Posts Tagged 'Chili Recipes'

Kielbasa Black Bean Chili

I (lightly) catered a party last month for a friend who is involved in the Junior League of Denver, and she gave me a copy of Colorado Classique (the new Junior League of Denver cookbook) as part of my payment.  The JLD cookbooks are a well-known source of fantastic recipes, so I was really excited to receive my very first one.  I had the pleasure of tasting the peanut butter bars from the book at my friend’s house (absolutely incredible – I’ll be making and posting them soon), but I wanted my first selection from the book to be something well-suited for the winter-like weather we experienced here in Denver last week.  I chose to go with the Kielbasa Black Bean Chili, and boy did I choose well.  Dr. O and I enjoyed it so much that I have another pot simmering on the stove right now so we’ll have some to enjoy with football tomorrow.

To make the stew, I started off by heating 2 tablespoons of olive oil over medium-high heat in my 8 1/2-quart Dutch oven.  (You could probably get away with one that’s a bit smaller.)  Next, I tossed in 1 1/2 pounds (24 ounces) of turkey kielbasa (quartered lengthwise and cut into 1 1/2-inch pieces) and cooked it until it started to brown.  (This took 10 minutes at my house; the recipe indicated 12 minutes.)

Using a slotted spoon, I transferred the kielbasa to a bowl and set it aside.  You need to have to 2 tablespoons of oil in the pot before the next step, so add or subtract from the drippings if necessary.  (My turkey kielbasa didn’t render much fat but did soak up some oil, so I had to add oil to the pot.)  Still using medium-high heat, I added 2 cups of chopped onions, 1 coarsely chopped red bell pepper, 1 coarsely chopped green bell pepper, and 4 chopped garlic cloves to the pot.  I sauteed them until they were beginning to brown (6 minutes at my house, 10 minutes in the recipe).

To the vegetable mixture, I added four 15-ounce cans of black beans (drained and rinsed), a 32-ounce box of chicken broth, a 28-ounce can of diced tomatoes in juice (undrained), 3 tablespoons of chili powder, 2 tablespoons of sugar, 2 1/2 tablespoons of red wine vinegar, 3 small bay leaves, 1 1/2 tablespoons of dried oregano, and 2 1/2 teaspoons of ground cumin.  I brought the chili to a boil, stirring occasionally, then reduced the heat to medium, covered it, and simmered it for 30 minutes.

After 30 minutes, I returned the kielbasa to the pot and reduced the heat to low.  I simmered the chili, uncovered, for 30 minutes, stirring occasionally.  When it was nice and thick, I seasoned it with salt and pepper to taste and served it with sour cream and a sprinkle of chives.

Kielbasa Black Bean Chili

I could happily eat this once a week through the end of winter…  It’s amazingly delicious, warm, and comforting.  Plus, the recipe yields 8 servings, so we were able to have dinner twice plus a lunch for Dr. O on one night’s worth of cooking.  It was wonderful the first night, but a tip included with the recipe was spot on: The chili really was even better the next day.  This makes it perfect for casual entertaining; I’m going to put the chili, Dutch oven and all, into the refrigerator and then just gently reheat it tomorrow for the game.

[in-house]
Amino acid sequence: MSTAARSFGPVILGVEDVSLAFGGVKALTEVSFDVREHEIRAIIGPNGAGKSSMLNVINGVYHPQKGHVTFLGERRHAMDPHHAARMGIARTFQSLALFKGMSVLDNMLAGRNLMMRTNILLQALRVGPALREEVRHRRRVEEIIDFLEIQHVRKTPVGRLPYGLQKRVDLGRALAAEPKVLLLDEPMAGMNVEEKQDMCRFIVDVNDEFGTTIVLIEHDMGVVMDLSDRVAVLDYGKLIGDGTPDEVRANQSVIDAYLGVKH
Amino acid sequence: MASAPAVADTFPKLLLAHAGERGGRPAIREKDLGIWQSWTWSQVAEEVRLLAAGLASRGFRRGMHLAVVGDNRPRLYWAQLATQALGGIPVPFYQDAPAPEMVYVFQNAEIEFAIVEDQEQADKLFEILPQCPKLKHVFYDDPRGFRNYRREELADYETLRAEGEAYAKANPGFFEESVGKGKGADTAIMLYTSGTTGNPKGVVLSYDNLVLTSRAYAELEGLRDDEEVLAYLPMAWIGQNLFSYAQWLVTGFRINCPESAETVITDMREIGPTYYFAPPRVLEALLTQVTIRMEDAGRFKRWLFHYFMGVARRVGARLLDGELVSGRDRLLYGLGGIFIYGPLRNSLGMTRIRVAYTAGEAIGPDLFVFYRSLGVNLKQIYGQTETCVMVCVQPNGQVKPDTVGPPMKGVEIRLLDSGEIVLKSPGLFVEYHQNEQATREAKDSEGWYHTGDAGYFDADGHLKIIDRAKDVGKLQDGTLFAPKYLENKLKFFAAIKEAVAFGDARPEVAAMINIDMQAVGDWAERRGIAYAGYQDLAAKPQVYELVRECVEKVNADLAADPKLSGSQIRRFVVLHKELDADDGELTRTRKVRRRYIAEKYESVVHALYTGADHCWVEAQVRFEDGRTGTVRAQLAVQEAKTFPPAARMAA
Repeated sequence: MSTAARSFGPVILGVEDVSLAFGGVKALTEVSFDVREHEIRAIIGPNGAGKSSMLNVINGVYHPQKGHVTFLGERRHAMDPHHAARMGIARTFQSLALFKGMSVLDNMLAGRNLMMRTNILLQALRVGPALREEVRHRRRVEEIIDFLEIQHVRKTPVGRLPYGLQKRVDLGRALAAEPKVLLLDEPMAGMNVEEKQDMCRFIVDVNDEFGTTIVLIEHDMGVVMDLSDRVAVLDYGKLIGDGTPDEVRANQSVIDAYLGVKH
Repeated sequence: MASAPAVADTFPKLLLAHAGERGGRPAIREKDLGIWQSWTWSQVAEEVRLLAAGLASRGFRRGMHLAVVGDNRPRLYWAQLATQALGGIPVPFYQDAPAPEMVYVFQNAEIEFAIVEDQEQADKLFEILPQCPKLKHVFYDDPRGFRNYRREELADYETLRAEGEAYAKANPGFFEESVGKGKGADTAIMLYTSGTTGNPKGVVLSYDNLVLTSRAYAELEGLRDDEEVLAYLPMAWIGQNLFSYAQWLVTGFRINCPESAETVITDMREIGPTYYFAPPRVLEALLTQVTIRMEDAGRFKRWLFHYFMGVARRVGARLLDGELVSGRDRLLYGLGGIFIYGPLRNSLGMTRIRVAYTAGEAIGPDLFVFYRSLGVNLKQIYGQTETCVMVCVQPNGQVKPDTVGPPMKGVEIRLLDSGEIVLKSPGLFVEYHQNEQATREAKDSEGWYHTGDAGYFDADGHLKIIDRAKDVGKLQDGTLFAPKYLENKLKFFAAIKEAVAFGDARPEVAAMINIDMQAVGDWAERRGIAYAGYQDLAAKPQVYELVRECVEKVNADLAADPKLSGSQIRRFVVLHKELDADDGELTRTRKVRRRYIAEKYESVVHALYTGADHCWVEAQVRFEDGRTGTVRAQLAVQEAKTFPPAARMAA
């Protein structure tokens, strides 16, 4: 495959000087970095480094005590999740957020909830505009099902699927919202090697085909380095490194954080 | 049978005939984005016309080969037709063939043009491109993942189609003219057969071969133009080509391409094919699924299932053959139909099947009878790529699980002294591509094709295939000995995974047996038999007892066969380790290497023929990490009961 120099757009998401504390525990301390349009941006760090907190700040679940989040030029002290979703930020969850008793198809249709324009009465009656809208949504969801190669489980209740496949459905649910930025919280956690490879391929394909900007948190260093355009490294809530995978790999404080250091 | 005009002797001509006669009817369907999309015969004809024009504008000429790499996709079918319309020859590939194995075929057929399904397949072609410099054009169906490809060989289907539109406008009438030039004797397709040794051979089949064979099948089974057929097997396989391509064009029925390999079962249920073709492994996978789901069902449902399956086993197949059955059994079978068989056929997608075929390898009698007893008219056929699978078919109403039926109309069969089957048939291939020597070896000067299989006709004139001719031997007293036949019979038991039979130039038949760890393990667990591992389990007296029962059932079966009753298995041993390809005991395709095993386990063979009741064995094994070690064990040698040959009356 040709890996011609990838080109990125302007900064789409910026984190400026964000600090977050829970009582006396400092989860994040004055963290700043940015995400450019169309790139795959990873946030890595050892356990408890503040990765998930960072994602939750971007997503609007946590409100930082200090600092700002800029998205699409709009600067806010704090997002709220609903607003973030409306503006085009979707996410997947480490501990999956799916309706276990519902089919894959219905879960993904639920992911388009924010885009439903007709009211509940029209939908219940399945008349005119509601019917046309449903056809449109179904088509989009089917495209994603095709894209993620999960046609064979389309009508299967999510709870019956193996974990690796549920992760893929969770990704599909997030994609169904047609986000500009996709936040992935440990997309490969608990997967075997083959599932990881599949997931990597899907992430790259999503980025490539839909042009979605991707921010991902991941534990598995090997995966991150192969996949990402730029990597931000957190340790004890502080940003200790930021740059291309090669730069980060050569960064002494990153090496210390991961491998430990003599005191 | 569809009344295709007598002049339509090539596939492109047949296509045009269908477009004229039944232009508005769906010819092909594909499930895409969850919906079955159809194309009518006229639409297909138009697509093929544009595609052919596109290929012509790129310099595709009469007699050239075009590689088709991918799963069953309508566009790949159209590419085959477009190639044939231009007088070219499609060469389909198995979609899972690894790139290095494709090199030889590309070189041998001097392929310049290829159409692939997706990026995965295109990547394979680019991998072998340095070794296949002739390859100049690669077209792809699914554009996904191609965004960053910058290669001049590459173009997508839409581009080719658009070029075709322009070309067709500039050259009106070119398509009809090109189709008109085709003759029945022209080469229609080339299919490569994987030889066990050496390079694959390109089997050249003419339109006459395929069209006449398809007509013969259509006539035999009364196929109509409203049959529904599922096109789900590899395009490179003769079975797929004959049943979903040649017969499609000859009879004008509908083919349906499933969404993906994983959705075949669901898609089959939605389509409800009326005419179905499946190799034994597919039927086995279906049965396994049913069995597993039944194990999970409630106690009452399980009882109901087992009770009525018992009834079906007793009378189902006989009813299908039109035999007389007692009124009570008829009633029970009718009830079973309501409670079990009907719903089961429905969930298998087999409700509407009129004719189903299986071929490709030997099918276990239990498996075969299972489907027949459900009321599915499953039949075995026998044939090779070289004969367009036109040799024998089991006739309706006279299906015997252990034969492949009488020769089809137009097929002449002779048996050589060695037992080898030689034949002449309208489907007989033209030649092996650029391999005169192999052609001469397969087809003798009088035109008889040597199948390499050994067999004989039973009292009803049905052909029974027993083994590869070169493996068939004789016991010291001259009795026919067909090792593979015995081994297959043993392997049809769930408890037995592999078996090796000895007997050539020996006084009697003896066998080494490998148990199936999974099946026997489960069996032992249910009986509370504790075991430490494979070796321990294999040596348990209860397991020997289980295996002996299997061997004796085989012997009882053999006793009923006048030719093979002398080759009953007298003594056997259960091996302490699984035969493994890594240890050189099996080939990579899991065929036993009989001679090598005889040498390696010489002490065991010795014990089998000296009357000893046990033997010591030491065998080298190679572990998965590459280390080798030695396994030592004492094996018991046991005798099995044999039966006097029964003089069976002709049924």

TIPS:  The bottom of my Dutch oven got pretty brown when I was browning the kielbasa, and the onions picked up the color when they were sauteeing.  It didn’t cause any problems with the chili in terms of flavor or appearance, so don’t worry if this happens to you.

Kielbasa Black Bean Chili
Serves 8

2 tablespoons olive oil, or more if needed
1 1/2 pounds turkey or beef kielbasa or Canino’s Bratwurst, quartered lengthwise, then cut into 1/2-inch pieces
2 cups chopped onions
1 red bell pepper, coarsely chopped
1 green bell pepper, coarsely chopped
4 large cloves garlic, chopped
4 15-ounce cans black beans, drained and rinsed
1 32-ounce box organic chicken broth
1 28-ounce can diced tomatoes in juice
3 – 4 tablespoons chili powder, depending on desired spiciness
2 tablespoons sugar
2 1/2 tablespoons red wine vinegar
3 small bay leaves
1 1/2 tablespoons dried oregano
2 1/2 teaspoons ground cumin
1 1/2 tablespoons salt, or more to taste
Sour cream and chopped green onions for topping


Heat 2 tablespoons olive oil in heavy large pot over medium-high heat.  Add kielbasa or bratwurst and saute 12 minutes or until beginning to brown.  Using a slotted spoon, transfer kielbasa or bratwurst to a bowl.  If necessary, add more olive oil to drippings in pot to measure 2 tablespoons, or discard all but 2 tablespoons of drippings.  Add onions, both bell peppers, and garlic.  Saute 10 minutes or until beginning to brown.  Add beans, broth, tomatoes with juice, chili powder, sugar, vinegar, bay leaves, oregano, and cumin.  Bring to a boil, stirring occasionally.  Reduce heat to medium, cover, and simmer 30 minutes.  Return kielbasa or bratwurst to pot.  Reduce heat to low.  Simmer, uncovered, for 30 minutes or until chili is thick, stirring occasionally.  Season with salt and pepper.